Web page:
27
DAYS

Rally of the Incas 2016

November 13 - December 9, 2016

DAY
9

NOVEMBER 21, 2016

Pucon to Concepcion

Under the Volcano

While some of us were tucking into a pretty decent breakfast, there were other less fortunate souls who began their day, not with a hot buttery croissant in hand but rather a cold greasy spanner and a bit of a problem to solve.

John Crighton was one such unfortunate. The universal joint on his little blue MG all but failed yesterday and he limped into the hotel hoping upon hope that it would last the distance. The ever ebullient Stephen Partridge thought that he might have had a spare one somewhere in the spares kit of his Morris Oxford but sadly this proved not to the case.

Another day of limping was the order of the day but by a stroke of luck, the concierge at the night halt in Concepcion found an auto dealer with just the right part. John performed a little jig before dinner and alone with wife Marion is looking forward to getting back down to business tomorrow.

Lars and Annette Rolner were also up early and, alongside Andy Inskip they were looking into the engine of their well travelled Bentley. They got a whiff of fuel and a leak was suspected. While Annette fired up one of her signature espresso’s, Andy and Lars set to in the carburettor department and had the problem sorted minutes before their departure time ticked over.

This was going to be another epic day, certainly as far as the scenery was concerned but there were also a couple of regularities to contend with as well. The first on the Ruta Interlagos ran along a heavily wooded unmade road with many bridges with more twists and turns than a Sherlock Holmes novel. It certainly was a challenging section leading to much excited chatter at the time control in the excellent Cafe la Terraza in Melipueco. Over coffee and meringues Graham and Marina Goodwin described it as “stonking” despite wrong slotting and having to execute a three (or maybe more) point turn to rejoin the route while Paul Carter simply said it was “an excellent section”. Keith and Norah Ashworth rolled in a few minutes later than they planned having had to stop to change a wheel along the way.

There was something rather special to come next along the road when we entered the Conguillio National Park, home to the volcano of the same name which last erupted in 2008 although thankfully today was a medium risk day according to the sign at the entrance. Along the road through the Park the crews saw some phenomenal views with black basalt, white snow and a blue sky filling their windscreens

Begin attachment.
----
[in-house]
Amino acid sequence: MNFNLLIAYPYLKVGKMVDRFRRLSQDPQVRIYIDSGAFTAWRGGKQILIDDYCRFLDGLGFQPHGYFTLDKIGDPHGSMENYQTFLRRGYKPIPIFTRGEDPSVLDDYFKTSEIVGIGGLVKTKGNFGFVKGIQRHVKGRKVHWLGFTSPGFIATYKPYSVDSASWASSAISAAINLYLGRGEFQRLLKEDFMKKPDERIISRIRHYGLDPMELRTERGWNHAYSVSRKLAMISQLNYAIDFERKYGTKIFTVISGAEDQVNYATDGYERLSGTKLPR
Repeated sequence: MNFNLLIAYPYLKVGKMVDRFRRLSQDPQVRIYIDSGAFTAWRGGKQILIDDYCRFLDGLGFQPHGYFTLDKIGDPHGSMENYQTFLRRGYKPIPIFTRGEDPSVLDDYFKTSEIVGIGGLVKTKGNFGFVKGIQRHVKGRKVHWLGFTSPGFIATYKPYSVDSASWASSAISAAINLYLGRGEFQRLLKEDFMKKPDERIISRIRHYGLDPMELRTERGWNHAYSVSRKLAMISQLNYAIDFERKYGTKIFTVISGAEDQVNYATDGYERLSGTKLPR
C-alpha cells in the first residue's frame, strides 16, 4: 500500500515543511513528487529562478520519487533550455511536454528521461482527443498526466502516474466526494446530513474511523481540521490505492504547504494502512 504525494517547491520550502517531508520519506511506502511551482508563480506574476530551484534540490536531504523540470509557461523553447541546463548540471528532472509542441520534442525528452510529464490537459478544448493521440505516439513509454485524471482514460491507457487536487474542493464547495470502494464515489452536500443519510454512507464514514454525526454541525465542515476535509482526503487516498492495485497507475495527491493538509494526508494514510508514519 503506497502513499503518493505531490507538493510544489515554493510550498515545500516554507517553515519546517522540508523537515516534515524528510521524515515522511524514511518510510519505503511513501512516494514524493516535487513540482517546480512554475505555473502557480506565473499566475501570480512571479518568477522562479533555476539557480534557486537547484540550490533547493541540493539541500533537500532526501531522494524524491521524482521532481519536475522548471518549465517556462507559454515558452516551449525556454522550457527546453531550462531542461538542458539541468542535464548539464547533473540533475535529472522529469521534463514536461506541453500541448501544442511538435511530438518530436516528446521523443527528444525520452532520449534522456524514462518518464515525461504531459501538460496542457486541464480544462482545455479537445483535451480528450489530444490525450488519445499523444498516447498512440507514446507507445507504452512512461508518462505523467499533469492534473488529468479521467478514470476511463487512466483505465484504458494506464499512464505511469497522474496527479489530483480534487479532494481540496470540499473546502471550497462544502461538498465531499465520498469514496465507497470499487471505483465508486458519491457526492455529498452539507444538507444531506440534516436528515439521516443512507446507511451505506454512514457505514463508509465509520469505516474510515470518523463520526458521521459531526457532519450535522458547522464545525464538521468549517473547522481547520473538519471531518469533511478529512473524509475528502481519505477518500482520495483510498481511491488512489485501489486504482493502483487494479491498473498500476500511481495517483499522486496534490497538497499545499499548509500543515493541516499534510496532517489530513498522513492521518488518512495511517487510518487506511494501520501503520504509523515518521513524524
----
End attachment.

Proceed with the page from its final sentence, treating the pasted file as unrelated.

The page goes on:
Garry Boyce and Ken Williams were seen stopped by the side of the track with a loose underpan on their 1964  Mercedes Benz 220SE but a new bolt and ten minutes with a spanner had things sorted though and they were able to join the rest of the rally at the marvellous Lago Arcoiris with its hundreds of petrified tree stumps and crystal clear water.

Two Time Controls, in Yungay and Angol gave us a chance to cool down with a cold drink or an ice cream. The temperature had climbed to 36°c now but the wide, fast and empty tarmac roads didn’t give any problems as we sped though fruit groves and orchards to the final Regularity of the day. This was another belter. A sinuous, rolling, tree lined helter skelter of a road. What it lacked in distance it made up for in the precision required ….. and the amount of dust it kicked up.

The 90 km into Concepcion was yet more trouble free tarmac alongside the wide and slow flowing Rio Biobio towards the coast. As the night halt, and the Pacific, drew near we could taste the tang of the sea on the cooling breeze and, by the time the last crews pulled into the night halt the temperature had fallen to a relatively chilly 19°c.

Despite this, Paul Carter and Vincent Fairclough were looking a bit hot and bothered. The radiator of their trusty Bentley Derby had shaken itself to bits and they were desperate to get hold of some soldering equipment to plug the leak.

The super sweep team of Jamie Turner and Bob Harrod however were late in this evening having nursed Andrea Hammelmann and Paul Henschel’s 1964 - Jaguar MkII into the hotel. More news when we get it.

Once again dinner was a noisy affair as once again everyone had tales to tell. Tomorrow sees an early start. We've got a fair few miles to munch up the Pacific coastline.

Syd Stelvio

 

 

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